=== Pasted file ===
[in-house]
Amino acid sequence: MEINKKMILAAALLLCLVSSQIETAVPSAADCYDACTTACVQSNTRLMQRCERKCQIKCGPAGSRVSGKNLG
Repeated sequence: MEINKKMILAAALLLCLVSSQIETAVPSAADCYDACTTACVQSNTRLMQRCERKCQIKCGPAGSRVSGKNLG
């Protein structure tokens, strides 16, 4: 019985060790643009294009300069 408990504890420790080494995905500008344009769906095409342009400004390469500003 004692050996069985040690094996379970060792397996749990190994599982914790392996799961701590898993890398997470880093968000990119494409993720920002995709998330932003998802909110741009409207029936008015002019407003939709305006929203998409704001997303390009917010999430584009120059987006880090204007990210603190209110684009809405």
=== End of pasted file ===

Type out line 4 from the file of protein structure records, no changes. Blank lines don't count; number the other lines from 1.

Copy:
């Protein structure tokens, strides 16, 4: 019985060790643009294009300069 408990504890420790080494995905500008344009769906095409342009400004390469500003 004692050996069985040690094996379970060792397996749990190994599982914790392996799961701590898993890398997470880093968000990119494409993720920002995709998330932003998802909110741009409207029936008015002019407003939709305006929203998409704001997303390009917010999430584009120059987006880090204007990210603190209110684009809405």